Editors' ChoiceImmunology

New Angle on TRAF6 Signaling

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Science's STKE  30 Jul 2002:
Vol. 2002, Issue 143, pp. tw273-TW273
DOI: 10.1126/stke.2002.143.tw273

The TRAFs are adaptor proteins that function in signaling from cytokine receptors. In particular, TRAF6 takes part in signaling by the tumor necrosis factor (TNF) receptor and the interleukin 1 (or Toll-like) receptor. Ye et al. examined the interaction interface between TRAF6 and peptides from two TNF receptor family members, CD40 and TRANCE-R (tumor necrosis factor-related, activation-induced cytokine receptor, also called RANK) by x-ray crystallography. The binding interaction was substantially different from that of other TRAF family members with these receptors. There is a 40° difference in the orientation of the peptide and TRAF molecules, which means that there are major differences in the amino acid interactions that account for the binding. The authors established a TRAF6-binding motif [Pro-X-Glu-XX-(AR-AC), where X is any amino acid and AR-AC is an aromatic or acidic residue]. This motif was also shown to mediate interaction of TRAF6 with IRAK (interleukin-1 receptor-associated kinase), which links the IL-1 receptor to activation of downstream kinases. Searches for the presence of this motif turned up another potential interaction partner, the protein kinase RIP2 (receptor-interacting protein 2, also known as RICK, CARDIAK, CCK, or Ripk2), which also functions in signaling from TNF and IL-1 receptors. Cell-permeable peptides containing the TRAF6-binding motif blocked signaling through TRAF6, indicating that interruption of these interactions may provide a therapeutic strategy for specifically modulating signaling through TRAF6, which has critical roles in both innate and adaptive immunity and control of bone resorption.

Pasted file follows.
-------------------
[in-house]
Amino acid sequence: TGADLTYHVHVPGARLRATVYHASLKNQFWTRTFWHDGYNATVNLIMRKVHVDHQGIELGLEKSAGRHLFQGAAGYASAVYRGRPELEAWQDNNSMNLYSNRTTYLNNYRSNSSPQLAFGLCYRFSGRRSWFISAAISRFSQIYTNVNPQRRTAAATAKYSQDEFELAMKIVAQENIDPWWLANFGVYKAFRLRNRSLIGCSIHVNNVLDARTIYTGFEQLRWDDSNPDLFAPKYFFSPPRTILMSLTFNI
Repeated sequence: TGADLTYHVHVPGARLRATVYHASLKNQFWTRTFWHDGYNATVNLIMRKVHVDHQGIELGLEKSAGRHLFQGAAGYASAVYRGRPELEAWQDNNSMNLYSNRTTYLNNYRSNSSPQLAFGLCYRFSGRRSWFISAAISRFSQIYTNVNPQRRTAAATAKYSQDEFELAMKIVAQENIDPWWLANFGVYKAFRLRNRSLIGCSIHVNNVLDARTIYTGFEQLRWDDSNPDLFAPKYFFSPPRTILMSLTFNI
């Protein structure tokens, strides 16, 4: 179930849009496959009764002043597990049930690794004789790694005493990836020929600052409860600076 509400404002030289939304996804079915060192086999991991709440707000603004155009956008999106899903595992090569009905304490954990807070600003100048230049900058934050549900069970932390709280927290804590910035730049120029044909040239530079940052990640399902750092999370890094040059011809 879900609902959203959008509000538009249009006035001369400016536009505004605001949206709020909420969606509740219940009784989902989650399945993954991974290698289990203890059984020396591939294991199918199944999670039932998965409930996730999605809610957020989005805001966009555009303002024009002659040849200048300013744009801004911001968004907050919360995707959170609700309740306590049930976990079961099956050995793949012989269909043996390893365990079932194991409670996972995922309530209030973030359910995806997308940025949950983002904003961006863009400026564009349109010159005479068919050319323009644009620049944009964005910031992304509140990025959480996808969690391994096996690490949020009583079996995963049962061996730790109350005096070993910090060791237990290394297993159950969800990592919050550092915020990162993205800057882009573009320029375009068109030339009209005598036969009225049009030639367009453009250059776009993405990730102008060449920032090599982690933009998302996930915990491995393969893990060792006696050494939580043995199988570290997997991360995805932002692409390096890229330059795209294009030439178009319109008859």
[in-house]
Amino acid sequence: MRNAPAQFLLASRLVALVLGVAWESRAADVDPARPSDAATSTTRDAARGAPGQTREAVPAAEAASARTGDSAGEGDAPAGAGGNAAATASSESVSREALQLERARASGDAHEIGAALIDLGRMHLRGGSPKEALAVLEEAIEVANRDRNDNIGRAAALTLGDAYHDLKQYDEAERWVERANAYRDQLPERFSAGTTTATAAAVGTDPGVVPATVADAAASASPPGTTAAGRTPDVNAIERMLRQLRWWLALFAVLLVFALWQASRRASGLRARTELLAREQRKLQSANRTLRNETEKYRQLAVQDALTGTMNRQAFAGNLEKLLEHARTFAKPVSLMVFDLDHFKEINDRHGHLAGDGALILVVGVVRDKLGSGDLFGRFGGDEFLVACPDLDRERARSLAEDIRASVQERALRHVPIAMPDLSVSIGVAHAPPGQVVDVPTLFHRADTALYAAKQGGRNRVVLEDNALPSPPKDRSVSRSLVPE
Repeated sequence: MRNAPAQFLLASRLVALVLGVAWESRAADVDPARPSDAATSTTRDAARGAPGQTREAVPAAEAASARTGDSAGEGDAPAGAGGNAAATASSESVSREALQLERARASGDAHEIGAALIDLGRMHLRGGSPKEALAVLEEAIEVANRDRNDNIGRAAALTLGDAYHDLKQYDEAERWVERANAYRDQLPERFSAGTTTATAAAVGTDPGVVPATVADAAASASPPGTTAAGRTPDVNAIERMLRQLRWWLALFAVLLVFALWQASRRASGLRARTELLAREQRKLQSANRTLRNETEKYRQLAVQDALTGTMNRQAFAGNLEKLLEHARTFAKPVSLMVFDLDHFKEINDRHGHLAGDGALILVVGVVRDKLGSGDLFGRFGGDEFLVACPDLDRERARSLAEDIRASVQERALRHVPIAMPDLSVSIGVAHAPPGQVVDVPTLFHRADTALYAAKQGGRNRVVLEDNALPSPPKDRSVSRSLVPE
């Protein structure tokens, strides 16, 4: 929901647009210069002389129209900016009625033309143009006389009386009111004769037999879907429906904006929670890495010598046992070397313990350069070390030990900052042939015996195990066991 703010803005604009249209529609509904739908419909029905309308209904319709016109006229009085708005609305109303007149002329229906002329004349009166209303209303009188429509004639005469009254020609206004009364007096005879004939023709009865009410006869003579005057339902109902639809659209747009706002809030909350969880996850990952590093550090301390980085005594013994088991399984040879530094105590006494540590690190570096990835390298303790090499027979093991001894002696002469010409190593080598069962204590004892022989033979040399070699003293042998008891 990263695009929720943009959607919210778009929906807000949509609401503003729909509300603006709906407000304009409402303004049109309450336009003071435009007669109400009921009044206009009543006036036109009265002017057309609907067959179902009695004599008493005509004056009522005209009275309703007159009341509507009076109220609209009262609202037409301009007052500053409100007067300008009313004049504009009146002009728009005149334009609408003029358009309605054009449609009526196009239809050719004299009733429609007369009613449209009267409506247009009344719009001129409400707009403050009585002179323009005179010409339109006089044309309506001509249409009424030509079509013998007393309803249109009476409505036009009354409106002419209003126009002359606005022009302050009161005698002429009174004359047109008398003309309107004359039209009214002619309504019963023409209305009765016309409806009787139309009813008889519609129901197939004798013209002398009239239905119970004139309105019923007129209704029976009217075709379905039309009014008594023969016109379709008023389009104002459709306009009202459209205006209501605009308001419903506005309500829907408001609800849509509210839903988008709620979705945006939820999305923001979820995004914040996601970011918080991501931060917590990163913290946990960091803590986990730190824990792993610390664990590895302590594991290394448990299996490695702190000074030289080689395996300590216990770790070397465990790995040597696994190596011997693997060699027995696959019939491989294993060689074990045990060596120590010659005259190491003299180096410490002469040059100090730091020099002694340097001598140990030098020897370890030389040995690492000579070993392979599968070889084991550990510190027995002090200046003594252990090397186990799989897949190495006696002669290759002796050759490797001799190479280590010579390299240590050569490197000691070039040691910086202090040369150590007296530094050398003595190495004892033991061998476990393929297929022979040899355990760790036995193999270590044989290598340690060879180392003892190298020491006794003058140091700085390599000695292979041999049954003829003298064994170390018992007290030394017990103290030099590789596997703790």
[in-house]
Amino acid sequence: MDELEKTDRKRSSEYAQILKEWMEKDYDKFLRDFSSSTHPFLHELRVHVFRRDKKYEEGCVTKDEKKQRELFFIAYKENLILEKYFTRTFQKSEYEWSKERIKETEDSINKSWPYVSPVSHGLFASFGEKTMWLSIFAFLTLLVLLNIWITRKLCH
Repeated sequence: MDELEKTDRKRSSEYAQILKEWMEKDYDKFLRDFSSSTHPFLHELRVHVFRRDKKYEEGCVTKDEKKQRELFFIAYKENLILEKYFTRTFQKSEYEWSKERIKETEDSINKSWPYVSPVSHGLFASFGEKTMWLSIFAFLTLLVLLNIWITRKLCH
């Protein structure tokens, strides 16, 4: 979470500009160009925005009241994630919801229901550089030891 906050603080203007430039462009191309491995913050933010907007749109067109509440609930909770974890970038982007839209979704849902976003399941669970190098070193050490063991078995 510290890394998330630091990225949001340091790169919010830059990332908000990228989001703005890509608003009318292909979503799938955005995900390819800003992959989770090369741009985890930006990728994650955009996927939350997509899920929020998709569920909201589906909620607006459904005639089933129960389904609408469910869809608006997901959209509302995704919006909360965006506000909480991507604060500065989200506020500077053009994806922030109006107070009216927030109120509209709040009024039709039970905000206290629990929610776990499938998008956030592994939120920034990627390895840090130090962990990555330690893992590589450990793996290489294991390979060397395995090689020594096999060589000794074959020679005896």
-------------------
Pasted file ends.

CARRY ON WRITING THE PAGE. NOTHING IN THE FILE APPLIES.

H. Ye, J. R. Arron, B. Lamothe, M. Cirilli, T. Kobayashi, N. K. Shevde, D. Segal, O. K. Dzivenu, M. Vologodskaia, M. Yim, K. Du, S. Singh, J. W. Pike, B. G. Darnay, Y. Choi, H. Wu, Distinct molecular mechanism for initiating TRAF6 signalling. Nature 418, 443-447 (2002). [Online Journal]

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